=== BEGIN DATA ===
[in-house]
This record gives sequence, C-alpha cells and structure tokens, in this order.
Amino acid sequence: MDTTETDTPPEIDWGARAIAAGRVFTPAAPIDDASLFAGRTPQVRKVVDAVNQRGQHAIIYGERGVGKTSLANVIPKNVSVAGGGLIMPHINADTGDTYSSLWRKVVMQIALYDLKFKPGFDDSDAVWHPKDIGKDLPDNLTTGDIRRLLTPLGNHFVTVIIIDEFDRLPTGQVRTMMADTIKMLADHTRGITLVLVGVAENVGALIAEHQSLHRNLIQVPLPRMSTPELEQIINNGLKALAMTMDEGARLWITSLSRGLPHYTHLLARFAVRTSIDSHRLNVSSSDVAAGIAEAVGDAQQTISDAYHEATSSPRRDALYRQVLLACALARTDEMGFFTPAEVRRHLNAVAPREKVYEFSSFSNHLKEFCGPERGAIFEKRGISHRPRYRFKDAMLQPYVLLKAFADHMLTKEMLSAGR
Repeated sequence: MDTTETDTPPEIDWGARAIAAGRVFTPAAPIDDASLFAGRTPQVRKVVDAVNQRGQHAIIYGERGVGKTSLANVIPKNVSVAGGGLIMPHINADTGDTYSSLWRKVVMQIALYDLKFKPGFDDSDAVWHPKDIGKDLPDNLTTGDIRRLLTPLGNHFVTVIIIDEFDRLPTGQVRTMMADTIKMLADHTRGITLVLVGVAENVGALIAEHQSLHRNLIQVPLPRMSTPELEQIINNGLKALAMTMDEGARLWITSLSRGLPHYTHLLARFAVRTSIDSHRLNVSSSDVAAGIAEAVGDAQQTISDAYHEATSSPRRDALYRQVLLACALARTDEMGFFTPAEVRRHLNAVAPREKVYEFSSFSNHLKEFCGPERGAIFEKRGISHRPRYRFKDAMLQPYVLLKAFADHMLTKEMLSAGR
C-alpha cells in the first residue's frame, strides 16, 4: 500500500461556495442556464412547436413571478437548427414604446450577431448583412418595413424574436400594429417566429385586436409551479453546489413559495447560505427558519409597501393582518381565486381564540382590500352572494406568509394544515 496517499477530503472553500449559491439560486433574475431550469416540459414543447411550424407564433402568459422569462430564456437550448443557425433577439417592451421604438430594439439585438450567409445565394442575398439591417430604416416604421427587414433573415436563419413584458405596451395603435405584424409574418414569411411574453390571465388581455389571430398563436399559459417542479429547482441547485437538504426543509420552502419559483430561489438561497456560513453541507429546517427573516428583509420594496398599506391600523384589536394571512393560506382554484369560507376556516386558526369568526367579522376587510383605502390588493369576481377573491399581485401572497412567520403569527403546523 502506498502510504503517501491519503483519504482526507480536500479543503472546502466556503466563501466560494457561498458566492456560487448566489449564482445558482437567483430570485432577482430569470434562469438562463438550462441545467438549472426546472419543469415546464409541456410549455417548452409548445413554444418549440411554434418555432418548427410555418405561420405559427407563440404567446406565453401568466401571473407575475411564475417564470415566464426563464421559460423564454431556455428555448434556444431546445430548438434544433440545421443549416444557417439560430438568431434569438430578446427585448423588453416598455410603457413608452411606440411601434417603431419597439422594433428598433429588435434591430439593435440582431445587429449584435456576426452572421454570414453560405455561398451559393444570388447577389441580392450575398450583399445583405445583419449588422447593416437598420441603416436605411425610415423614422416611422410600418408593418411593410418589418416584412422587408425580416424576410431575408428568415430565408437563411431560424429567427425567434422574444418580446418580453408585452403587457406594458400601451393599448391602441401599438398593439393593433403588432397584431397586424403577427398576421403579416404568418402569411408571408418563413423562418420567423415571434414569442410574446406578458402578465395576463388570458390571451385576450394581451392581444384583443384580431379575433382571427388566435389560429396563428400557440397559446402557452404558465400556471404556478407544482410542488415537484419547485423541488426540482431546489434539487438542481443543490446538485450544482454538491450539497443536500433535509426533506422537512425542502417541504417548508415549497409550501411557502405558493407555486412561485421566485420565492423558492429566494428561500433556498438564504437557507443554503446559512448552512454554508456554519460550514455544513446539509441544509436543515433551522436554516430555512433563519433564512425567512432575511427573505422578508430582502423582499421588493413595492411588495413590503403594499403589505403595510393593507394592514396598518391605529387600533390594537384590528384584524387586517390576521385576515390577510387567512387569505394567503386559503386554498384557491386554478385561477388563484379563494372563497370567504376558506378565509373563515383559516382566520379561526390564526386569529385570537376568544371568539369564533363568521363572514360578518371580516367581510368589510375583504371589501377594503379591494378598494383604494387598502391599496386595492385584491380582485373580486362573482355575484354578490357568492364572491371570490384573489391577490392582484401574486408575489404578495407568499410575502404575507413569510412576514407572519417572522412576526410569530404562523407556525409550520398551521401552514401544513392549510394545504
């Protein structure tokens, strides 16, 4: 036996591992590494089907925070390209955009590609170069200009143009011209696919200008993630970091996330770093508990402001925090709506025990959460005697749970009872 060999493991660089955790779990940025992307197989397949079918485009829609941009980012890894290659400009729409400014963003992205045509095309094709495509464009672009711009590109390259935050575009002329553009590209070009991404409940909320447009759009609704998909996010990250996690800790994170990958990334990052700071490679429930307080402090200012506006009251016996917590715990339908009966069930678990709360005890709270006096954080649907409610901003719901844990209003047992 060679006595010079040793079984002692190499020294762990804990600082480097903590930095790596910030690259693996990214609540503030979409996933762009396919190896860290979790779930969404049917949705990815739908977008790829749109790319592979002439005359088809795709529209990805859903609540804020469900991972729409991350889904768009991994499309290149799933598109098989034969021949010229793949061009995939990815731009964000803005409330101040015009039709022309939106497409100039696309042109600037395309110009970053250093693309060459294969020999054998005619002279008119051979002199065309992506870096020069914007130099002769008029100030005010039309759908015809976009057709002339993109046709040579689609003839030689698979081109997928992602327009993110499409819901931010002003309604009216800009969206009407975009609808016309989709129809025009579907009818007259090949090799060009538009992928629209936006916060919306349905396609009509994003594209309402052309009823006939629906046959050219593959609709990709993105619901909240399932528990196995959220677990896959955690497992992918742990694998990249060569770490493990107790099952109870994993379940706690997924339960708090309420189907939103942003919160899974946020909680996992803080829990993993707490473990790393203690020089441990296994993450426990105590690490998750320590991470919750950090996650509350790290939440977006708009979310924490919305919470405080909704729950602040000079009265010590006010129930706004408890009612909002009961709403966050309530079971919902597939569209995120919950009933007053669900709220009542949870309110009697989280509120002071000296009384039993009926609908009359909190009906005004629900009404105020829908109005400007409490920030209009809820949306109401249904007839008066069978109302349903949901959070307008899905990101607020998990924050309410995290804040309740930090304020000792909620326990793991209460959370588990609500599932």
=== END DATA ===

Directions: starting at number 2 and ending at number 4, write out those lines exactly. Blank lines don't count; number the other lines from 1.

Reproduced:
This record gives sequence, C-alpha cells and structure tokens, in this order.
Amino acid sequence: MDTTETDTPPEIDWGARAIAAGRVFTPAAPIDDASLFAGRTPQVRKVVDAVNQRGQHAIIYGERGVGKTSLANVIPKNVSVAGGGLIMPHINADTGDTYSSLWRKVVMQIALYDLKFKPGFDDSDAVWHPKDIGKDLPDNLTTGDIRRLLTPLGNHFVTVIIIDEFDRLPTGQVRTMMADTIKMLADHTRGITLVLVGVAENVGALIAEHQSLHRNLIQVPLPRMSTPELEQIINNGLKALAMTMDEGARLWITSLSRGLPHYTHLLARFAVRTSIDSHRLNVSSSDVAAGIAEAVGDAQQTISDAYHEATSSPRRDALYRQVLLACALARTDEMGFFTPAEVRRHLNAVAPREKVYEFSSFSNHLKEFCGPERGAIFEKRGISHRPRYRFKDAMLQPYVLLKAFADHMLTKEMLSAGR
Repeated sequence: MDTTETDTPPEIDWGARAIAAGRVFTPAAPIDDASLFAGRTPQVRKVVDAVNQRGQHAIIYGERGVGKTSLANVIPKNVSVAGGGLIMPHINADTGDTYSSLWRKVVMQIALYDLKFKPGFDDSDAVWHPKDIGKDLPDNLTTGDIRRLLTPLGNHFVTVIIIDEFDRLPTGQVRTMMADTIKMLADHTRGITLVLVGVAENVGALIAEHQSLHRNLIQVPLPRMSTPELEQIINNGLKALAMTMDEGARLWITSLSRGLPHYTHLLARFAVRTSIDSHRLNVSSSDVAAGIAEAVGDAQQTISDAYHEATSSPRRDALYRQVLLACALARTDEMGFFTPAEVRRHLNAVAPREKVYEFSSFSNHLKEFCGPERGAIFEKRGISHRPRYRFKDAMLQPYVLLKAFADHMLTKEMLSAGR